Monday, July 11, 2005

Masters & Slaves: Three More Things About Propellers

This is probably my final chapter on the propellers. They do have every right to be this complicated as they are one of the most important systems on the airplane. These last three things are autosynchronization, blade latches, and prop ties, which I just thought of so I had to go back and change both this sentence and the title of the post.

The propellers, as previously and repeatedly mentioned, spin around. And they make noise. And noise is actually a wave in the air, not an up and down wave like on the ocean, but a squishy back and forth wave, like a pulse going along a slinky that is stretched out along the floor. If two slinkies interfere you get a tangled mess of coiled metal, and your mom comes and solves the problem with wire cutters, so you end up with more slinkies, only shorter. (I know this from an unsuccessful slinky race with a friend when I was little. The stigma of having a shorter slinky than all the other kids haunts me still.) If different sound waves interfere, you get a pattern of sound called a beat. So if your two propellers are going at exactly the same speed, you hear a lot of normal propeller noise. If they are going at slightly different speeds, the captain hears a beat, and I hear a lot of propeller noise, and the captain complaining. So the correct way to deal with this is to randomly tweak the propeller levers until the captain gets irritated enough that he syncs the propellers himself. But if I'm lucky, there's an autosynchronization package installed and it will do it for me.

In this airplane the autosynchronization package has magnetic speed pickups (like the kind on bicycle speedometers except way more expensive) on each overspeed governor, an actuator on the right engine and a trimmer on the right primary propeller governor. The pilot need only get the propellers within 2.5% of one another, and then the difference between the two speed signals controlls the actuator to trim the right governor to achieve an rpm identical to the left. Thus the left is the master and the right is the slave. If the propellers go significanly out of sync, the system is inhibited, so that an engine failure or overspeed condition on the left engine won't affect the right. In such a case, as well as during take-off and landing and on the ground, the pilot is expected to have the autosynch turned off.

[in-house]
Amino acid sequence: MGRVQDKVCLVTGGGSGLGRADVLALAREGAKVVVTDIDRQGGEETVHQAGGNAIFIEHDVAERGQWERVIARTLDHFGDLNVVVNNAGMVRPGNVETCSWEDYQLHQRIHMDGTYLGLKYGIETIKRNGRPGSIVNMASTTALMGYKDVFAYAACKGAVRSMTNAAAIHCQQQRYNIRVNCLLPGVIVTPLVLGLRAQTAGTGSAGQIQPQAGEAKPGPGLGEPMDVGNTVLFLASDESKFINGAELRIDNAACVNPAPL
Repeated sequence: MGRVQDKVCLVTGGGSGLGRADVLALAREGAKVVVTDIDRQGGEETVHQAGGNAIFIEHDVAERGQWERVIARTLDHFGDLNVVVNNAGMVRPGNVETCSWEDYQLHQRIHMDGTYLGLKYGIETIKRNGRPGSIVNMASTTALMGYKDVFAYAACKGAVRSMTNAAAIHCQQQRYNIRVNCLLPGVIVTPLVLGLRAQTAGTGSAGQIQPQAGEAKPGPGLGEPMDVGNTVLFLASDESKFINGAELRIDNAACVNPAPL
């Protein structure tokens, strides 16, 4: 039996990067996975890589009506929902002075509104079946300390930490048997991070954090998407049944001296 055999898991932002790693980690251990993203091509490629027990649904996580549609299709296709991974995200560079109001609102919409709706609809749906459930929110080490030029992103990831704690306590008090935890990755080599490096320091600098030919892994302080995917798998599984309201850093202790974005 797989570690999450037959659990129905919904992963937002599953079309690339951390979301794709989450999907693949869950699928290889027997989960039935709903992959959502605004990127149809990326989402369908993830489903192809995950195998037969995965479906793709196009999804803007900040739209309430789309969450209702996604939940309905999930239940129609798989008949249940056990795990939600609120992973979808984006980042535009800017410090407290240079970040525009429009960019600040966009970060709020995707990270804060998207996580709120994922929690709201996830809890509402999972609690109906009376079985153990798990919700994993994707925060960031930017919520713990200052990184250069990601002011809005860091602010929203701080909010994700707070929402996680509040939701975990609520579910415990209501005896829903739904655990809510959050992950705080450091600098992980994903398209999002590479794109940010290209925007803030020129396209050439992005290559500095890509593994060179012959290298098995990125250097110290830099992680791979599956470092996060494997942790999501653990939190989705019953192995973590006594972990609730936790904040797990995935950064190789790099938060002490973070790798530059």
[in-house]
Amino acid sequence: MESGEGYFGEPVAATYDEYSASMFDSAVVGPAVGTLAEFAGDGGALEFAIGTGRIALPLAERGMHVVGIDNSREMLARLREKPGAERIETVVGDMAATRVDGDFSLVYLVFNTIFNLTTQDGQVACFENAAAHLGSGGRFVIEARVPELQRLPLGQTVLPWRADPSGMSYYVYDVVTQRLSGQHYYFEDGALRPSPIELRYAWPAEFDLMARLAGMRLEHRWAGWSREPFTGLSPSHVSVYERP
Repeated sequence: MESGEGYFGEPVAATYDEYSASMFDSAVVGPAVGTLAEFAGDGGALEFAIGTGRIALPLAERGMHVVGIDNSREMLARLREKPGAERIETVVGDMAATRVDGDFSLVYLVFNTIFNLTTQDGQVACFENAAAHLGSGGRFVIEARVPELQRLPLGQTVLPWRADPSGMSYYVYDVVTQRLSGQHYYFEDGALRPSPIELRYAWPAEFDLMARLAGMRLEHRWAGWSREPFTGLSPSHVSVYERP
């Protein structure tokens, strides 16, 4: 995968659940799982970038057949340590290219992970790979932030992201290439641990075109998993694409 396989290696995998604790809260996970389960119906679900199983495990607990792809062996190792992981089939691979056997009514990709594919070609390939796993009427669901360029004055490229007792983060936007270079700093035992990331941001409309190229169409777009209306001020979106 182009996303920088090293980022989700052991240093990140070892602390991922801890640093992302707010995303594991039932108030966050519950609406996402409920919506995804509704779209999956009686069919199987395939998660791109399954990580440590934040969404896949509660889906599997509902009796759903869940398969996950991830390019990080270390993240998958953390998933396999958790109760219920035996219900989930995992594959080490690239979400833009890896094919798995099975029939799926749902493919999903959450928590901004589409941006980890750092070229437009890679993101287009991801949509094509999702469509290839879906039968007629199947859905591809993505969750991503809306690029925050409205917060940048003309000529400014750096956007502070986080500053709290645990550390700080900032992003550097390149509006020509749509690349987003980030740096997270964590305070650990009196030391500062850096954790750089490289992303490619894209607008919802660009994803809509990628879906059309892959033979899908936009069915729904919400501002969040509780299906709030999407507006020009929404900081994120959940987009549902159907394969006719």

You can understand from the description of the propeller system that when the engine is shut down that the oil pressure will drop and the propeller blades will be pushed into the feathered position. When the airplane is restarted, max rpm will be selected, so the blade angle will reduce, but there will momentarily be a sudden lurch forward, undesireable for some operations. So if you postion the propeller levers opposite the zero thrust markings, corresponding to approximately a one degree blade angle, the latches will engage and hold the blades in that position. After start, if the propeller lever are kept behind the zero thrust line, when the propellers reach about 30% Np the latches disengage.

My friend has a Jeep convertible (are all Jeeps convertible?) and won't park it anywhere without attaching a steering wheel lock. This airplane does not have an antitheft device. Heck it doesn't even have keys. The so-called control "lock" is just a bar that keeps the rudder, ailerons and elevator from flapping about in the wind. It's also important that the propeller not be allowed to spin in the wind, for two reasons. One is that a spinning propeller could whack someone in the head, and that might convert them into a unsatisfied customer, or a non-productive co-worker. The second reason is that there is no oil pressure when the engine is shut down, so a spinning propeller equates to the front half of the engine spinning with no lubrication, shortening its life. So this is where the prop ties come in. There are different variants of this sophisticated system. Some use a loop of rope around a propeller blade, fastened down to something. Some run a bungie cord around a blade and hook it into an opening in the cowling. In nations where slaves are cheaper than rope, you could station a slave on each side of the airplane to hold the propeller still. Whatever works. But then you'll need extra slaves to load baggage. or you could hold the left one yourself, then the left would be the master and the right the slave, just like the autosynch.


Anonymous said...

There's nothing worse than a short slinky;-)
And, hey, I nearly understood this lesson!

Aviatrix said...

Alright, Andy, me too!

Aasmodeus: sometimes yes, sometimes no. Sometimes what I talk about happened yesterday, sometimes it happened years ago.

I'll be the FO on the new job, at first.

Aviatrix said...

Ah no, anoynmous, it's somewhere between positive thinking and and lazy sentence structure. If I do get the job, I will be an FO. With the elided clause, the English verb doesn't make that distinction.

The chickens remain uncounted.